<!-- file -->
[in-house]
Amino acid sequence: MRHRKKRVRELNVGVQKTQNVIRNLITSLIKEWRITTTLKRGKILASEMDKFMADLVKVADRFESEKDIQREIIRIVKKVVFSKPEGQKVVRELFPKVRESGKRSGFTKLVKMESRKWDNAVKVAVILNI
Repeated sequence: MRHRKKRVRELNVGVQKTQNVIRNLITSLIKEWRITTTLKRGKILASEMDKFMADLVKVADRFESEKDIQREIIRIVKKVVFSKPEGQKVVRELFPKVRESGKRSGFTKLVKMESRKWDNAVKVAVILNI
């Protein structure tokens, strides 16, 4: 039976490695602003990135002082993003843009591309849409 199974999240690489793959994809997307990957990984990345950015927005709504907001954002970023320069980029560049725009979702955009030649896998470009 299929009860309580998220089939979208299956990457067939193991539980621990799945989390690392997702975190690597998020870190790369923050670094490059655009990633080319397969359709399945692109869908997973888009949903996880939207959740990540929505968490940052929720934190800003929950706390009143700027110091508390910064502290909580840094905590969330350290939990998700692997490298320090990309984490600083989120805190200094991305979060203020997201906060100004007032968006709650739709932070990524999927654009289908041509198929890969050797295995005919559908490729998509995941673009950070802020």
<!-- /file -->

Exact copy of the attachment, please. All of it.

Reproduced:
[in-house]
Amino acid sequence: MRHRKKRVRELNVGVQKTQNVIRNLITSLIKEWRITTTLKRGKILASEMDKFMADLVKVADRFESEKDIQREIIRIVKKVVFSKPEGQKVVRELFPKVRESGKRSGFTKLVKMESRKWDNAVKVAVILNI
Repeated sequence: MRHRKKRVRELNVGVQKTQNVIRNLITSLIKEWRITTTLKRGKILASEMDKFMADLVKVADRFESEKDIQREIIRIVKKVVFSKPEGQKVVRELFPKVRESGKRSGFTKLVKMESRKWDNAVKVAVILNI
């Protein structure tokens, strides 16, 4: 039976490695602003990135002082993003843009591309849409 199974999240690489793959994809997307990957990984990345950015927005709504907001954002970023320069980029560049725009979702955009030649896998470009 299929009860309580998220089939979208299956990457067939193991539980621990799945989390690392997702975190690597998020870190790369923050670094490059655009990633080319397969359709399945692109869908997973888009949903996880939207959740990540929505968490940052929720934190800003929950706390009143700027110091508390910064502290909580840094905590969330350290939990998700692997490298320090990309984490600083989120805190200094991305979060203020997201906060100004007032968006709650739709932070990524999927654009289908041509198929890969050797295995005919559908490729998509995941673009950070802020």